Subject to one's assumptions about NCO growth (most bank treasurers broadly assume this will track balance-sheet growth), the reasonable range for the entire banking system's HQLA1 demand is somewhere between $282 billion and $549 billion over the next 3 years. We settle on a central case estimate of $408 billion over the next 3 years. We also know that semi issuance of new bonds will probably be ~$80 billion this year, declining somewhat as budgets gradually improve over time. This is only very slightly less than the official State forecasts, which are predicated on extremely conservative budget assumptions.

In thinking about semis demand, we exclude all other global buyers of semis, including fund managers, super funds, central banks, insurers, and other offshore investors. This analysis only focusses on bank needs in terms of HQLA1. We take our low-side scenario of $282 billion of HQLA1 needs over 3 years and juxtapose this against our high-side scenario, which is $549 billion. Applying the current 70:30 portfolio ratio, one arrives at annual buying demand ranging from $65.8 billion to $128.1 billion, which represents between 82%-94% and 160%-183% of annual semi supply.

Banks lose $140 billion of HQLA1 in 2022 through the closure of the CLF. They lose another $6 billion as bonds mature off the RBA's balance-sheet (and $56 billion through to end 2024). And then they will have to start preparing for losing further HQLA1 in 2022 and beyond as their balance-sheets grow and the TFF is repaid.

No matter how you slice and dice these numbers, the totality of bank demand is likely to be (1) significantly bigger than the RBA's QE programs as they relate to semis and (2) equal to or greater than the annual supply of semis. Of course, that is before we consider any other classes of investors.

All else being equal, this implies that semi spreads should mean-revert back to levels that have prevailed when bank buying has been a large share of annual supply.

One additional consideration here is the introduction of QE into the RBA's policy toolkit. While the RBA's yield curve targeting policy had questionable success, QE appears to have been a winner in helping keep downward pressure on long-term interest rates and the Aussie dollar.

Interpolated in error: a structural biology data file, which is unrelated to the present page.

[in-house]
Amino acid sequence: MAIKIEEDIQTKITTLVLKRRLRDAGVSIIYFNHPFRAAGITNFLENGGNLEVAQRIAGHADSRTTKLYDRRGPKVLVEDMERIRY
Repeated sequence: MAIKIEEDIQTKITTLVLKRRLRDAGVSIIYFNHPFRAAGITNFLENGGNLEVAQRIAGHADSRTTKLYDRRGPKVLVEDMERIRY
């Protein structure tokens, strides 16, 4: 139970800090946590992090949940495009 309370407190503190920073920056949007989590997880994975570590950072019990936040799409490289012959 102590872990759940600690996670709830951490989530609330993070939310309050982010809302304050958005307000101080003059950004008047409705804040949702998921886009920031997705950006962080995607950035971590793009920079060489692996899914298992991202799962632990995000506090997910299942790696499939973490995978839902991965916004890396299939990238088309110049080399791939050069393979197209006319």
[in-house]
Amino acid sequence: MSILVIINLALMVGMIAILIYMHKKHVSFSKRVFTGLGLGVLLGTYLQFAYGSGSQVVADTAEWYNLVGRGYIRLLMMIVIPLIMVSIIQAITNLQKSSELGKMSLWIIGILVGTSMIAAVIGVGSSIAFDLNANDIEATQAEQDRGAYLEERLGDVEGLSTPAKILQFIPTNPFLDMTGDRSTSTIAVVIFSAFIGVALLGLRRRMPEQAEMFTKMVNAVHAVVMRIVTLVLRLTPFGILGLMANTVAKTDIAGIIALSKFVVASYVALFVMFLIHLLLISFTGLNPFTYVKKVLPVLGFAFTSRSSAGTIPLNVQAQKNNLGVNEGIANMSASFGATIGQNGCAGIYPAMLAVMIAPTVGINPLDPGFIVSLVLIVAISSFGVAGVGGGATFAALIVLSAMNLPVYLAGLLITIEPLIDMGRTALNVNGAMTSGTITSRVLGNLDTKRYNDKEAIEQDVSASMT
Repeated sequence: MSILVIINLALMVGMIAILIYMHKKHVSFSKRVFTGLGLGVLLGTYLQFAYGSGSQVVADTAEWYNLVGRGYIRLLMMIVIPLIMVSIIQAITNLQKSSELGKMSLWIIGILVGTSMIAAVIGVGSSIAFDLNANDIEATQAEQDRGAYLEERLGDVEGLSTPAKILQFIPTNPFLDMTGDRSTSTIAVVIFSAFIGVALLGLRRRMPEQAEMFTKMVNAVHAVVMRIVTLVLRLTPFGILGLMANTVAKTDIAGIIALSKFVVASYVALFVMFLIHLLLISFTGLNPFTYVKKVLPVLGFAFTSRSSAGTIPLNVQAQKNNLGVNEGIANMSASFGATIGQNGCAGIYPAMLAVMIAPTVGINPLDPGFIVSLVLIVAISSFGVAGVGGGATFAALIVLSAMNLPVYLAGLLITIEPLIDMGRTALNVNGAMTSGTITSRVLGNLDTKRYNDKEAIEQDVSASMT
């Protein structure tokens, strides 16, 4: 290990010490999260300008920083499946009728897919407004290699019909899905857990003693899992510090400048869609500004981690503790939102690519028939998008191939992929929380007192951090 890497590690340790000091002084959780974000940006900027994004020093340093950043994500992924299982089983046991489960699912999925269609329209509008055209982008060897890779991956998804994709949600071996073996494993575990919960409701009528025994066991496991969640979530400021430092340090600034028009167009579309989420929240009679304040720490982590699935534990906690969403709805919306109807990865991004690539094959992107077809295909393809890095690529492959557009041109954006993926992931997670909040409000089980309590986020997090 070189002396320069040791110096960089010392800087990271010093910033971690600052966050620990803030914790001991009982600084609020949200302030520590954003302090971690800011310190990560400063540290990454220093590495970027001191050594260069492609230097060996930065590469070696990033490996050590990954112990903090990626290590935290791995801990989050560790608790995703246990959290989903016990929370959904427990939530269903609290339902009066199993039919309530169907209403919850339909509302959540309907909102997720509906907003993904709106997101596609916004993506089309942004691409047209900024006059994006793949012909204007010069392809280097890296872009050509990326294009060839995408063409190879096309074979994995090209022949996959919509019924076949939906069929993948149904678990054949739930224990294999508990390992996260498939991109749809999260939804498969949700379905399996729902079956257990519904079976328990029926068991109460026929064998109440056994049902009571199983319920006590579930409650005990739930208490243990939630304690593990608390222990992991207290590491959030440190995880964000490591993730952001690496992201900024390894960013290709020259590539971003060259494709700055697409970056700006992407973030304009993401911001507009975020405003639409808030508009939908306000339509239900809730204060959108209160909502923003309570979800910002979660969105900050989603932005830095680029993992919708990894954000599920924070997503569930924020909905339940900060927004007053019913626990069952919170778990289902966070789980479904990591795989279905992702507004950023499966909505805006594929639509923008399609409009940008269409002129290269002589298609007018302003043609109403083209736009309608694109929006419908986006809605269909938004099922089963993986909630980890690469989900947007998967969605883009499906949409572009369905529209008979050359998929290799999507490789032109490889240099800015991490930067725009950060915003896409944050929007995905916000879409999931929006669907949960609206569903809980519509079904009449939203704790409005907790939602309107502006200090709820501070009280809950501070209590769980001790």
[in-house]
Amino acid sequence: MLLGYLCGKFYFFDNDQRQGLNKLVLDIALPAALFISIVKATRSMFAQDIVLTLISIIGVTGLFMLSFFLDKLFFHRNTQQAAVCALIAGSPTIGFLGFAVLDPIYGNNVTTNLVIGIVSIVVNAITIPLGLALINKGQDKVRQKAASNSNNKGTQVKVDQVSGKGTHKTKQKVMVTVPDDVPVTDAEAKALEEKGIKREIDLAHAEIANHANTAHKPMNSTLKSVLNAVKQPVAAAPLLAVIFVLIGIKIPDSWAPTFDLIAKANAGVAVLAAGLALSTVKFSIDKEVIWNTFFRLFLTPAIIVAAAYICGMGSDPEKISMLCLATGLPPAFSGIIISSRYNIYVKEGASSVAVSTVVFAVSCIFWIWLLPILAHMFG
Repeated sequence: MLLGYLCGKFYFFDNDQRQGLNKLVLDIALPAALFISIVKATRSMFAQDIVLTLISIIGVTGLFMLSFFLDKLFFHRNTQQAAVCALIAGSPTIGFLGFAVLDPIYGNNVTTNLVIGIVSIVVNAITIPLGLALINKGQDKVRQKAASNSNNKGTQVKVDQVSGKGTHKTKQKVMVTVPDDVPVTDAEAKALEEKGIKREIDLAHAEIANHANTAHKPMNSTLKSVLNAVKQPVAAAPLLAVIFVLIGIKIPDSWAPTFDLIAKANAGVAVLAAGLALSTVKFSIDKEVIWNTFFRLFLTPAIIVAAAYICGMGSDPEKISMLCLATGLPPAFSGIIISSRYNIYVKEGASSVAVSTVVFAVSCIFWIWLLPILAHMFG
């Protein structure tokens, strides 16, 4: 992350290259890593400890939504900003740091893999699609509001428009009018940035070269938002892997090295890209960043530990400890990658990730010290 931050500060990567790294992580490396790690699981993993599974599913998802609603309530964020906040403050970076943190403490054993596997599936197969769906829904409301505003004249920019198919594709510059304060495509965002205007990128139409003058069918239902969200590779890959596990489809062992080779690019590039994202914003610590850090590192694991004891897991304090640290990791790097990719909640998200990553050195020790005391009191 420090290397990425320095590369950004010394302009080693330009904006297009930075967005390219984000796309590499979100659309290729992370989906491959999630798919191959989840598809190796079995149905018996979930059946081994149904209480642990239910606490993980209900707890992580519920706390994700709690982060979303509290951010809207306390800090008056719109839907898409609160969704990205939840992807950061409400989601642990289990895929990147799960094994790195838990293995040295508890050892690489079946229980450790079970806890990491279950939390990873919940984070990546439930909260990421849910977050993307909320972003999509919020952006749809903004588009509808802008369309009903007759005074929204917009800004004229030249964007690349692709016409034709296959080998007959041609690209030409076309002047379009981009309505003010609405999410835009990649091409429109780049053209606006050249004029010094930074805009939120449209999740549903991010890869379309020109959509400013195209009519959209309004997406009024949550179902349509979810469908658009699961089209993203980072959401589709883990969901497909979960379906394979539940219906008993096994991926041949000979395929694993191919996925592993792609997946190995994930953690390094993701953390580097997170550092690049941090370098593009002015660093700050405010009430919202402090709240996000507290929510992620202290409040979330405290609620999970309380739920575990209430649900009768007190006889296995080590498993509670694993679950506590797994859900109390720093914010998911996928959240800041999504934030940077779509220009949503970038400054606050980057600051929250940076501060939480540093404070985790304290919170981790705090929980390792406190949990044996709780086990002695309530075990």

It is reasonable to assume in future downturns/recessions, the RBA will utilise QE again, particularly as it reduces the central bank's reliance on the overnight cash rate, and hence variable-rate loans, which historically have had a tendency to blow housing bubbles. This should provide for a more balanced policy platform.

Importantly, this should reduce the maximum amplitude of the increase in semi spreads during shocks, as the RBA was able to do during 2020 when it bought semis both for market stability purposes and then via its QE program. One would think that this should ultimately generate lower semi spread volatility, and minimise maximum drawdowns.

A final consideration is NSW announcing its own QE program for 2022 and 2023, which should amount to bond buybacks worth $11 billion in NSW bonds only. We believe NSW will in time increase this to $26 billion as it draws-down on the full capacity in its Debt Retirement Fund.

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Dr Stephen  Parker
Portfolio Manager & Quant Analyst
Coolabah Capital

Dr Stephen Parker joined Coolabah Capital in 2016 and today serves as a Portfolio Manager and Quant Analyst, contributing to all investment and research activities. Steve was previously a futures trader at Star Beta focussing on Australian and US...